The career mobility leader is proof that affordable education translates into big business. Companies that have partnered with Guild to expand educational benefits include The Walt Disney Company, Target, Walmart, Discovery Financial, Kohl’s, Chipotle, Lowe’s, and Taco Bell.

In a Series E round from Bessemer Venture Partners, Cowboy Ventures, D1, Emerson Collective, General Catalyst, GSV, Harrison Metal, ICONIQ, Redpoint, and Salesforce Ventures, the company raised $150 million. It’s now valued at $3.7 billion. The company uses that fresh financing to expand its coaching staff and increase the number of short-term certificates it offers. Guild is also expanding its outreach to historically Black colleges and universities.

“Guild has brought together a diverse network of nonprofit, accredited universities with the nation’s best outcomes for working adults,” Carlson said. “Our network includes more than 1,600 programs helping students attend schools around the U.S. like the University of Arizona, Southern New Hampshire University, Brandman University, Bellevue University, University of Central Florida, and Purdue Global to earn an associate, bachelor’s, or master’s degree.”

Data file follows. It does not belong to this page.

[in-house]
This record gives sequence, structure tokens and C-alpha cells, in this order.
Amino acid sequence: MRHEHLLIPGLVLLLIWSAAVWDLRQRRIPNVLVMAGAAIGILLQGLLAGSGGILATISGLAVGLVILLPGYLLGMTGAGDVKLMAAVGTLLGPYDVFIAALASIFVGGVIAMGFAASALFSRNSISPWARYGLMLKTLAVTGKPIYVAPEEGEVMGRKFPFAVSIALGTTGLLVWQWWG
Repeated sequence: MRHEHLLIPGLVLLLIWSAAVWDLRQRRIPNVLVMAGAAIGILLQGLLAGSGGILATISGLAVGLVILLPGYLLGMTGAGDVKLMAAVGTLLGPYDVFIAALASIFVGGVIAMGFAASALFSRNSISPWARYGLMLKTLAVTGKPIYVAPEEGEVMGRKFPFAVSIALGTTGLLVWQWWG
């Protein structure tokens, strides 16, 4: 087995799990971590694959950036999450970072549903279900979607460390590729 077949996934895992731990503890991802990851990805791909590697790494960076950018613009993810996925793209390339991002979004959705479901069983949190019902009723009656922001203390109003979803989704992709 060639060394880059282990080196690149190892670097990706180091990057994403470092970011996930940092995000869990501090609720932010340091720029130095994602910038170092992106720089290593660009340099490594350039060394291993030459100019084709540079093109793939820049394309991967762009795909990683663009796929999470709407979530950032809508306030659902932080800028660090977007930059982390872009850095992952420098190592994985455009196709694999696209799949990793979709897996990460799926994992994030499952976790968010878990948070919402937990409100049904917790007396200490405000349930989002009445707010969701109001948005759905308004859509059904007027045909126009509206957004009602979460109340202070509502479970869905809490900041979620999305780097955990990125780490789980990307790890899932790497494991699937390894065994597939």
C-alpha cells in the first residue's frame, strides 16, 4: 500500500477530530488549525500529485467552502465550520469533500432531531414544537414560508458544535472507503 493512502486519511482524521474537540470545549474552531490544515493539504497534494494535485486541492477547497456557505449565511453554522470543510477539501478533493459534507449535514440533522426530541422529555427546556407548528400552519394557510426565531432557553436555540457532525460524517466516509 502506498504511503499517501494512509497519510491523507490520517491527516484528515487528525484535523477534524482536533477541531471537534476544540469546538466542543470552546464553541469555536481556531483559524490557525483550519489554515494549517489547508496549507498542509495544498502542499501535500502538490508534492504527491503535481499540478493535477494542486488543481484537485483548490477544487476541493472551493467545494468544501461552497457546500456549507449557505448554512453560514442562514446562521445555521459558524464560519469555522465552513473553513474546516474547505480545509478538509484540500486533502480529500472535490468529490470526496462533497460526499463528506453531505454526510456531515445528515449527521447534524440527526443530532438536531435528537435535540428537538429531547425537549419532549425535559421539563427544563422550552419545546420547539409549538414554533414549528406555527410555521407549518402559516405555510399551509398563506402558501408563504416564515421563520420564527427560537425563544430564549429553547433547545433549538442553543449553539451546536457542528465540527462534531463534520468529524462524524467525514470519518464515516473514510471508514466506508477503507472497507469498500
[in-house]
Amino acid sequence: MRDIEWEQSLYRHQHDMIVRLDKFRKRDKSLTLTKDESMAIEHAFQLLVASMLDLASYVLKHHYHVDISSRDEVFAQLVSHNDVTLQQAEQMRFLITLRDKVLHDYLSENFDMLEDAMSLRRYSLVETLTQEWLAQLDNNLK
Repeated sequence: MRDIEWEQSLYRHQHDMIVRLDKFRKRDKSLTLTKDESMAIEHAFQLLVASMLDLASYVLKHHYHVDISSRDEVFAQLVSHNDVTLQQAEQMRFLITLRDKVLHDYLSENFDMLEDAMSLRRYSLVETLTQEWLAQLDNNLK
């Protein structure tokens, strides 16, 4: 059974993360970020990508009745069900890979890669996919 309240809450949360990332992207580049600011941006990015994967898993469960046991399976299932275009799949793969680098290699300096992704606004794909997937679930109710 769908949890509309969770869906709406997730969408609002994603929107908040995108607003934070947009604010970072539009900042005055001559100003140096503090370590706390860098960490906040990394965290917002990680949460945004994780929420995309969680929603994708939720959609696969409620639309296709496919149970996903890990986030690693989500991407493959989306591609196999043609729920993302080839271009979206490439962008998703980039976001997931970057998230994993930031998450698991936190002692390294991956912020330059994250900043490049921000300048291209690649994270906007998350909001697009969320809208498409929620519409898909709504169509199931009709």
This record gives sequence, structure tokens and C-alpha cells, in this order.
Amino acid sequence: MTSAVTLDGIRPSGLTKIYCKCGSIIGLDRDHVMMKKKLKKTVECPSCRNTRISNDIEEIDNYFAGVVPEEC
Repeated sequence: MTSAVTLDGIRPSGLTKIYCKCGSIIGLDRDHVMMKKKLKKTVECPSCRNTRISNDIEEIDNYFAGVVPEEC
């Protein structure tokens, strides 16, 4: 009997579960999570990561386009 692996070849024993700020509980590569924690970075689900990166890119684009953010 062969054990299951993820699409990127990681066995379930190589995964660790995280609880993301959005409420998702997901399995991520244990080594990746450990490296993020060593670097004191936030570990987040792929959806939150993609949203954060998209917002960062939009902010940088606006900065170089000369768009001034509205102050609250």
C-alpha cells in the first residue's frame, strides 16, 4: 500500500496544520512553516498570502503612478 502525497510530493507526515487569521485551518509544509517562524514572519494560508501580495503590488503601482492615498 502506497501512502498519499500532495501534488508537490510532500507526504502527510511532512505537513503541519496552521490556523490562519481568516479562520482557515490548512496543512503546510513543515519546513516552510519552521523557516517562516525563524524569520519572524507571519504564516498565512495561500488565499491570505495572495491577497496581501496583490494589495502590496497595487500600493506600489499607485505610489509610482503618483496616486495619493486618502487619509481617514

She added, “We see employers choosing programs that meet the needs of their workforce with an emphasis on the training needed to prepare employees for jobs of the future. Through our employer partners, 400,000 working adults have begun exploring their pathway to school with Guild.”

Guild Is in Good Company